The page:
Home & Property Insurance

Understanding Homeowners Insurance

A homeowners insurance policy usually covers four kinds of incidents on the insured property: interior damage, exterior damage, loss or damage of personal assets/belongings, and injury that occurs while on the property. When a claim is made on any of these incidents, the homeowner will be required to pay a deductible, which in effect is the out-of-pocket costs for the insured. For example, say a claim is made to an insurer for interior water damage that has occurred in a home. The cost to bring the property back to livable conditions is estimated by a claims adjuster. If the claim is approved, the homeowner is informed of the amount of their deductible, according to the policy agreement entered into. The insurance company will issue a payment of the excess cost. The higher the deductible on an insurance contract, the lower the monthly or annual premium on a homeowners insurance policy.

Every homeowner's insurance policy has a liability limit, which determines the amount of coverage the insured has should an unfortunate incident occur. The standard limits are usually set, but the policyholder can opt for a higher limit. In the event that a claim is made, the liability limit stipulates the percentage of the coverage amount that would go toward replacing or repairing damage to the property structures, personal belongings, and costs to live somewhere else while the property is worked on.


Acts of war or acts of God such as earthquakes or floods are typically excluded from standard homeowners insurance policies. A homeowner who lives in an area prone to these natural disasters may need to get special coverage to insure their property from Acts of God

If your company owns a vehicle, you will very likely need commercial vehicle insurance.

Commercial vehicle  insurance helps cover medical payments and property damage related to an accident. This coverage includes legal expenses if you’re sued. A policy may also cover vehicle theft, vandalism, and other losses and damages.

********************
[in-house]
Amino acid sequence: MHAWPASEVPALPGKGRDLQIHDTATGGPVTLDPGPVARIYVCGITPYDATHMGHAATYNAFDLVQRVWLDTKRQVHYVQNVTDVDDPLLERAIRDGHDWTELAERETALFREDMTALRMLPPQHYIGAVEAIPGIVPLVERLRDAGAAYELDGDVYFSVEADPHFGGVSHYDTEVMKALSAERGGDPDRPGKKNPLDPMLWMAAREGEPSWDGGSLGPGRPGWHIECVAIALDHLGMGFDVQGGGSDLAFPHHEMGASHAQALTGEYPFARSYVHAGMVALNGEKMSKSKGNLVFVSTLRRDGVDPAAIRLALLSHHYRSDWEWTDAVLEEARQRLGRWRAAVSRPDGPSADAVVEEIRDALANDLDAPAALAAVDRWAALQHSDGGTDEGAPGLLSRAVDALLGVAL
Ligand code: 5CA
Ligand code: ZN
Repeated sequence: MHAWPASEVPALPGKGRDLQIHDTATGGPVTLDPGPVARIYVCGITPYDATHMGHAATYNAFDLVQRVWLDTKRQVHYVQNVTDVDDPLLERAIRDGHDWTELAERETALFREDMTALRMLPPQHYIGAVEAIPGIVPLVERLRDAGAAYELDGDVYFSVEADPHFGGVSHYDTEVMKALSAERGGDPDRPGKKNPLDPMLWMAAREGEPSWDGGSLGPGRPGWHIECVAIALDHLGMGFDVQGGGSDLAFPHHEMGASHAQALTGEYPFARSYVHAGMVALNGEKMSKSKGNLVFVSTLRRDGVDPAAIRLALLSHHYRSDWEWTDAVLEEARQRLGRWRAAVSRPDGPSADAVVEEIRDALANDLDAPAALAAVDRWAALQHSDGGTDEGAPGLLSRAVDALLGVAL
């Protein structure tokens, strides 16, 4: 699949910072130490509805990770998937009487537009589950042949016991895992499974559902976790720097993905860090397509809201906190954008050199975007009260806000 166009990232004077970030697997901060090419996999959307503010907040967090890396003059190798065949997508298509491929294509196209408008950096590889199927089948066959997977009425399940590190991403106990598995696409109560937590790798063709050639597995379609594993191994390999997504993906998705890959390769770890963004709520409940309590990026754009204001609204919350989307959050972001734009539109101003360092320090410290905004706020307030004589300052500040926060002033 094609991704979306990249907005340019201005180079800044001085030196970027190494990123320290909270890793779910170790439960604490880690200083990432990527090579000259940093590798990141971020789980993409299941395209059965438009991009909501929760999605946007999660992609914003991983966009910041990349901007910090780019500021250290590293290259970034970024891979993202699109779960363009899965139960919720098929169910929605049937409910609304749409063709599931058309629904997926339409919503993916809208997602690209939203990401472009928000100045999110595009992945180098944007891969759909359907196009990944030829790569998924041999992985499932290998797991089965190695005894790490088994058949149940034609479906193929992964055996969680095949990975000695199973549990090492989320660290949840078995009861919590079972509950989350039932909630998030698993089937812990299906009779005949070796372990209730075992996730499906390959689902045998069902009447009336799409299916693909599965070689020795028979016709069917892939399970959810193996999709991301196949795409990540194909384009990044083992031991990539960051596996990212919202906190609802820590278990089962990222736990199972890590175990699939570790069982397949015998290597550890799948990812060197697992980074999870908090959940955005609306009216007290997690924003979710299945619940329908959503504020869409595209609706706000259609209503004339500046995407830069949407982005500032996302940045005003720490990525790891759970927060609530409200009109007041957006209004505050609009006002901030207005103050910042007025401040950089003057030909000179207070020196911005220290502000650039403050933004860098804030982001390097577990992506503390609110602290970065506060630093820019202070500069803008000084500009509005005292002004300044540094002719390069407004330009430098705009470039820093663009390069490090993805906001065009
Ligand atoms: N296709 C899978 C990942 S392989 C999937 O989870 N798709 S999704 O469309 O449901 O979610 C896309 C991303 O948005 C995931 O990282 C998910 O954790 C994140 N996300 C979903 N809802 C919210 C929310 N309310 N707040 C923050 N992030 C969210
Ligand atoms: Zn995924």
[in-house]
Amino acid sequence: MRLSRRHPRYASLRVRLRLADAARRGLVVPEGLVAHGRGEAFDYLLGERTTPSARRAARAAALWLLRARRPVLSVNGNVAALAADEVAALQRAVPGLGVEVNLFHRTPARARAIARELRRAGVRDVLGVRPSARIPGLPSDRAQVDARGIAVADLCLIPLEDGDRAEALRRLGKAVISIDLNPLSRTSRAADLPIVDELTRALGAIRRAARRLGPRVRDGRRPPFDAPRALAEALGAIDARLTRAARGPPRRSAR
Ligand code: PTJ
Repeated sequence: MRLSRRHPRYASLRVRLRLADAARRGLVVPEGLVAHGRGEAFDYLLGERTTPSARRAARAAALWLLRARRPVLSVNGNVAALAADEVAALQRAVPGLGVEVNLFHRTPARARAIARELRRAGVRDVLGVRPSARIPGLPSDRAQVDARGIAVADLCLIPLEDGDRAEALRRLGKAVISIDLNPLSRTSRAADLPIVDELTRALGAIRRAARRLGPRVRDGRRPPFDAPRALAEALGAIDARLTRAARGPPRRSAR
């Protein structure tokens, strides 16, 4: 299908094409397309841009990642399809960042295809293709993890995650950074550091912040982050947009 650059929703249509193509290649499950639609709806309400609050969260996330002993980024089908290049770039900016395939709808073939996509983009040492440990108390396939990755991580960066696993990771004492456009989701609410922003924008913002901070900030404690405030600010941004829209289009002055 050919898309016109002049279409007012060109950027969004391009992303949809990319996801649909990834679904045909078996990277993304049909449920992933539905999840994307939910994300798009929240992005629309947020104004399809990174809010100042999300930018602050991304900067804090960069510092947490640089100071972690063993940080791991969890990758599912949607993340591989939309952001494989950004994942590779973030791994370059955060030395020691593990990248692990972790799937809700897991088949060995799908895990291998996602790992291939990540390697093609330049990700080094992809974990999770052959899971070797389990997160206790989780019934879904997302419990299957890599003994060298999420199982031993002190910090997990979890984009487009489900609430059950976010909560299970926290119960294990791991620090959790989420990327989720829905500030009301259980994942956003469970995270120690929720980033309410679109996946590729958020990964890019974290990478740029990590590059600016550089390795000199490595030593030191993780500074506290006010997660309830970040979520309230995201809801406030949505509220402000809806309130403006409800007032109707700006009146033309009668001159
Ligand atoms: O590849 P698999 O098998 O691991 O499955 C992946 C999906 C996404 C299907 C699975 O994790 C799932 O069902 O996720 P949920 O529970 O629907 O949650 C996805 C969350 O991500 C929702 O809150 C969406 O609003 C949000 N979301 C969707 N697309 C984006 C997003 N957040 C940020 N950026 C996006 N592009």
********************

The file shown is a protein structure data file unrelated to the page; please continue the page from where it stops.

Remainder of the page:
Your cost is based on a number of factors, including:

  • Number of vehicles
  • Vehicle type and value
  • Level of risk involved
  • Claims history
  • Employee driving records

If you’re self-employed or a small business owner, you may often drive your vehicle for business purposes — but are you sure you’re covered with the right vehicle insurance? You might think your personal vehicle  insurance policy will protect you from the unexpected, but before you head out on your next entrepreneurial endeavor, you’ll want to find out if commercial auto insurance needs to come along for the ride.

Commercial auto insurance (also known as business auto insurance) offers protection for vehicles used specifically for business — whether it’s a company dedicated vehicle or personal vehicle. A commercial vehicle  insurance policy can be customized to the needs of your business and provides protection to you and your business from costs associated with property damage, injury and liability claims.

If you’re involved in an accident while driving your personal vehicle for work, your insurance company might refuse your claim. That’s why sole proprietors who own a vehicle used for work should consider commercial vehicle  insurance 

Do you know if your vehicle needs commercial insurance coverage? Let’s take a look and find out.

Commercial auto insurance does not provide coverage for personal vehicles.

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